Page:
The influential jazz trumpeter Donald Byrd died on Monday at the age of 80, his nephew has said.
Alex Bugnon, a jazz pianist, reported his uncle's death on Thursday, though it has yet to be confirmed.
Bugnon wrote on his own Facebook page: "Donald passed away Monday in Delaware, where he lived. His funeral will be held in Detroit sometime next week. I have no more patience for this unnecessary shroud of secrecy placed over his death by certain members of his immediate family. "
Byrd was born Donaldson Toussaint L'Ouverture Byrd II in Detroit in 1932 and began his career with Art Blakey's Jazz Messengers in the 1950s, performing alongside the likes of John Coltrane, Sonny Rollins, Thelonious Monk and Herbie Hancock.
While his roots were in bebop he later became equally renowned for soul and funk, and particularly jazz fusion. He went on to become one of jazz label Blue Note's most significant artists, for whom he recorded most of his releases, including the 1973 album Black Byrd, which became the label's biggest ever seller.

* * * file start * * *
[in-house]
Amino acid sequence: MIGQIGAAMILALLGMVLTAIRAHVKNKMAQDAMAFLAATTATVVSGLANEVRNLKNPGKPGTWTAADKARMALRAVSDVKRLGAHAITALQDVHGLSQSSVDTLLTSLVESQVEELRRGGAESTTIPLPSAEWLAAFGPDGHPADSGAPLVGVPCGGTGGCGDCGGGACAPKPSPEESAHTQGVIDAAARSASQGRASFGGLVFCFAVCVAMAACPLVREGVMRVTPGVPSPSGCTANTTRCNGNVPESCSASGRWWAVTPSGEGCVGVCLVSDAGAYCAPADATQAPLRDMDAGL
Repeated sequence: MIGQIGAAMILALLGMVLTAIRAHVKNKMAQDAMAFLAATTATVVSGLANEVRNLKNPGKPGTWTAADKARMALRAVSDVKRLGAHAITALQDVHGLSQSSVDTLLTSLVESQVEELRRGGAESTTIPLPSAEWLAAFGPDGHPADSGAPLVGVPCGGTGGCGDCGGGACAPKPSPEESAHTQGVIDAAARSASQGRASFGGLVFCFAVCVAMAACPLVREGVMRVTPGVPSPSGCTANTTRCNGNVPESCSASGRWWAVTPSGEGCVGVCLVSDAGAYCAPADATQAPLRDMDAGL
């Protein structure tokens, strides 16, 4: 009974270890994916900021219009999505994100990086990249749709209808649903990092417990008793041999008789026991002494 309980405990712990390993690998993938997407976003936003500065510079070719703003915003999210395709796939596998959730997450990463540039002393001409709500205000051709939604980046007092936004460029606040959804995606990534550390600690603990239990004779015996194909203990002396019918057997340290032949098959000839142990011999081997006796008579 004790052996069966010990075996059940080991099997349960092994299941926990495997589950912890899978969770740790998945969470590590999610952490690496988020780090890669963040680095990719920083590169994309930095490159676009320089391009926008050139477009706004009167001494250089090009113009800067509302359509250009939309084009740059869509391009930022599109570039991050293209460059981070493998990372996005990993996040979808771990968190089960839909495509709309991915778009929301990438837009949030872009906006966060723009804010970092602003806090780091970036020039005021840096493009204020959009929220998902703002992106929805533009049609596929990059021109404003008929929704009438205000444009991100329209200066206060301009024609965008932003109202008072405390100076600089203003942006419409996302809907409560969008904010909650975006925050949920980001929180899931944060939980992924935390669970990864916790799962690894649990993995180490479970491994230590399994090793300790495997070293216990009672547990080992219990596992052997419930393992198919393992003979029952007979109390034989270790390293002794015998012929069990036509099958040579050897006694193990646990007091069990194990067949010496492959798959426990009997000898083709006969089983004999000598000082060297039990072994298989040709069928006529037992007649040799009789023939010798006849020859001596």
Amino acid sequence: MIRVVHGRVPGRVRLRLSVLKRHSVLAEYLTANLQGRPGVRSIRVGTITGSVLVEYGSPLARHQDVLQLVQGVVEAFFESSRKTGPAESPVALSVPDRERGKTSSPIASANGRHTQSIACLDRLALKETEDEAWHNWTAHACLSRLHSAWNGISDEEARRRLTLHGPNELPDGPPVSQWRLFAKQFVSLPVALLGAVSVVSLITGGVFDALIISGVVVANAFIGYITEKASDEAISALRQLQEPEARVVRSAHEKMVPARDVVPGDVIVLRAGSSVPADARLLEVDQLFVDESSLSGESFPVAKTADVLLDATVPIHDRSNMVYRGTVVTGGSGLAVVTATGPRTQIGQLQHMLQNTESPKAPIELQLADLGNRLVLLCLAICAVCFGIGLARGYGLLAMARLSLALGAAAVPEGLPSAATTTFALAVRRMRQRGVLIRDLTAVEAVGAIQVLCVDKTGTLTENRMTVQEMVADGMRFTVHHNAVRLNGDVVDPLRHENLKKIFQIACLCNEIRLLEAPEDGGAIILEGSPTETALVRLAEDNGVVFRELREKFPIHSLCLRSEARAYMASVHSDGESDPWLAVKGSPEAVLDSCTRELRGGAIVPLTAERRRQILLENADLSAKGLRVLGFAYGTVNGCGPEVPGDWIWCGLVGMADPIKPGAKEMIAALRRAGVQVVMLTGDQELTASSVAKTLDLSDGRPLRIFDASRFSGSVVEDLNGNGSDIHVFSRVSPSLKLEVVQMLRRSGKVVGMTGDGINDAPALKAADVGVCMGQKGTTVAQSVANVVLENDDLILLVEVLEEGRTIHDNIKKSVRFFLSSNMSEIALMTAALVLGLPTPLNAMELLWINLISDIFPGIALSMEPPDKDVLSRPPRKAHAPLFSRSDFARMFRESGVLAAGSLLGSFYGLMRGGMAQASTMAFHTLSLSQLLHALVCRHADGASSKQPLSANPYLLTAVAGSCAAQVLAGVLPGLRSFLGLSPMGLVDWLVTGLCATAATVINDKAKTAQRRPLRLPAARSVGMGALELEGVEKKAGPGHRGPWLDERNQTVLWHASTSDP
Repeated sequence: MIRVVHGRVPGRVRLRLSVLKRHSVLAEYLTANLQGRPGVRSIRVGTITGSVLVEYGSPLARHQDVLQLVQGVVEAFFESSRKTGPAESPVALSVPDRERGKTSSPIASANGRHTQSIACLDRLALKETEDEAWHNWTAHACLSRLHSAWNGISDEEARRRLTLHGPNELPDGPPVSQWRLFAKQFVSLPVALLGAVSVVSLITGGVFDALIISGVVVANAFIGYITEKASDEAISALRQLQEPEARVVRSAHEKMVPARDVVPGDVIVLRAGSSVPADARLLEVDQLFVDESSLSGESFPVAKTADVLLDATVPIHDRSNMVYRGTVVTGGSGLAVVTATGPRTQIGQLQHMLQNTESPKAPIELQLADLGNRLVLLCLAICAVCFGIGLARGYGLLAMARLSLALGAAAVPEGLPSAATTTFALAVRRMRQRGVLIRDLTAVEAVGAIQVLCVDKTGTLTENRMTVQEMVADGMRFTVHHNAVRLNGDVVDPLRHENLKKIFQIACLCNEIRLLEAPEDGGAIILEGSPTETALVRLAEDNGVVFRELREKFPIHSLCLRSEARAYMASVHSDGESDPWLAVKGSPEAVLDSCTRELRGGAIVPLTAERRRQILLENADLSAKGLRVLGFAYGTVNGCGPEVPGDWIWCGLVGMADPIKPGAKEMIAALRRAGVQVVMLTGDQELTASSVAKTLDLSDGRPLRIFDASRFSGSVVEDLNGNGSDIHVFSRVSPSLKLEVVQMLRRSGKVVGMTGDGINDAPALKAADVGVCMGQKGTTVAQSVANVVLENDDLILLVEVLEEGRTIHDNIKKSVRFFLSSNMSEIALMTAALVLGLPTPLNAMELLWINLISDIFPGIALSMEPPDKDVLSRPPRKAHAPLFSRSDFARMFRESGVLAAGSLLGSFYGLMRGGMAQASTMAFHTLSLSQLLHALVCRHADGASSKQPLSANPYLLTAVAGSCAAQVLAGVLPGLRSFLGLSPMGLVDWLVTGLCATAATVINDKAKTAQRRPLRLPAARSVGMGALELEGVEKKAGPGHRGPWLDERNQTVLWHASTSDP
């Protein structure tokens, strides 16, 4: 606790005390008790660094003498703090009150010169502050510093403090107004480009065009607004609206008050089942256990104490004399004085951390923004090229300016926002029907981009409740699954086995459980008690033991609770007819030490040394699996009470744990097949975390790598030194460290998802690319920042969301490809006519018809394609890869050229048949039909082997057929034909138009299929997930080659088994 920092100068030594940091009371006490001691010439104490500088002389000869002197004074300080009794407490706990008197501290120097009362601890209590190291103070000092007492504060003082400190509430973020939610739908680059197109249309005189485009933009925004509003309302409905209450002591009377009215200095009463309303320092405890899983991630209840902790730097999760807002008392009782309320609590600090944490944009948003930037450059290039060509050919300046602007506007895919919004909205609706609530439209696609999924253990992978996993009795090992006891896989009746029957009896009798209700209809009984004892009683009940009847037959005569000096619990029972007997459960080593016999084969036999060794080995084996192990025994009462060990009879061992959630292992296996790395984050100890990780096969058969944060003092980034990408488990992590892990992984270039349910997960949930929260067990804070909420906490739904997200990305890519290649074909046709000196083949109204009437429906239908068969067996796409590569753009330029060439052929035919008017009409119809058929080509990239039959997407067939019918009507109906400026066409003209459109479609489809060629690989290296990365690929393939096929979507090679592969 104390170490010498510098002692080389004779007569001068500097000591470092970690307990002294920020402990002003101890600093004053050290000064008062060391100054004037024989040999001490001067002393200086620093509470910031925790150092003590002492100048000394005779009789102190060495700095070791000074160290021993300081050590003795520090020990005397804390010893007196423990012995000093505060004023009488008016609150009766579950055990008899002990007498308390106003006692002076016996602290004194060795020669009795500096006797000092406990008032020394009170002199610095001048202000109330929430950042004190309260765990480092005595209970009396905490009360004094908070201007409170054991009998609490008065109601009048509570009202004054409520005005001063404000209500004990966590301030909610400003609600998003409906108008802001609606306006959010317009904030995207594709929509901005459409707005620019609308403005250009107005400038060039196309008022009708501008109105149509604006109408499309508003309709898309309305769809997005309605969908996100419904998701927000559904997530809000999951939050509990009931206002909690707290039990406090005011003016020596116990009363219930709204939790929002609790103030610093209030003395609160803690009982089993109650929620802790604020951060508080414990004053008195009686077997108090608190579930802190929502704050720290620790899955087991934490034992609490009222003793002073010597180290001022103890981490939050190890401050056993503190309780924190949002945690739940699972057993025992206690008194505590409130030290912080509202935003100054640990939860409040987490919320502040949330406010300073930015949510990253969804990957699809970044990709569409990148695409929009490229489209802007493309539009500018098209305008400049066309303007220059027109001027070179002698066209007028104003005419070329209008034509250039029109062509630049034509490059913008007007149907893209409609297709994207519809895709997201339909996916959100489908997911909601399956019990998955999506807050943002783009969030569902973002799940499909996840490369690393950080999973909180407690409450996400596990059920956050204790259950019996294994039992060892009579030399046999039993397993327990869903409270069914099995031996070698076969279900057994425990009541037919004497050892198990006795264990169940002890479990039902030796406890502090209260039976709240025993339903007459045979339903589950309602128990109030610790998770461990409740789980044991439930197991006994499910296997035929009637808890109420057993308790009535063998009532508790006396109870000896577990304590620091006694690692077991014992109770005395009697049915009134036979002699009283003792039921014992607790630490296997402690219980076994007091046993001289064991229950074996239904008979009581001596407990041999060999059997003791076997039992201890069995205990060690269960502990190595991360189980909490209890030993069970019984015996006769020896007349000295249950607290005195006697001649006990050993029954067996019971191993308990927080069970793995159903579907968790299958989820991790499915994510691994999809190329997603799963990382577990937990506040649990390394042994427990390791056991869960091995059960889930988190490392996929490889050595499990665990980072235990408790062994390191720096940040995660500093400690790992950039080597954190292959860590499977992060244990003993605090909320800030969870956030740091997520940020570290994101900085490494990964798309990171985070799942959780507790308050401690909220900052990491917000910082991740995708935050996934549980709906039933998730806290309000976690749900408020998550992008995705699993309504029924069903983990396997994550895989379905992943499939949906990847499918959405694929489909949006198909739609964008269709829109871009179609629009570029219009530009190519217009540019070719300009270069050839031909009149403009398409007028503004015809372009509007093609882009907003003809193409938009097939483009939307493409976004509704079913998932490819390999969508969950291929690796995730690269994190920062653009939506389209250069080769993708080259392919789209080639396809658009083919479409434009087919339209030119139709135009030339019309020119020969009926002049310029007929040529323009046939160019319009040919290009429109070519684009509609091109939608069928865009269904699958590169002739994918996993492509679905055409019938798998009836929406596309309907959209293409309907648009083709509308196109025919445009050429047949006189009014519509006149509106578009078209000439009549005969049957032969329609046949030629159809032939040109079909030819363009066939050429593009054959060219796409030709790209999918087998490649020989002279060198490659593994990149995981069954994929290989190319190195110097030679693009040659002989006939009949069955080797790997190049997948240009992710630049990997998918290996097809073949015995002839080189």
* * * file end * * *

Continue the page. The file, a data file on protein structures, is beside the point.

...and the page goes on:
Long after his commercial peak, Byrd's influence continued to be felt in popular music, sampled by hip-hop artists including Public Enemy, Nas, the Pharcyde and Del Tha Funkee Homosapien and house producer Armand Van Helden.
Byrd's legacy is summed up by his nephew's Facebook tribute: "Let's remember Donald as a one of a kind pioneer of the trumpet, of the many styles of music he took on, of music education. In sum, Donald was an avid, eternal student of music, until his death. That's what I try to be, everyday!! Rest in peace, uncle!"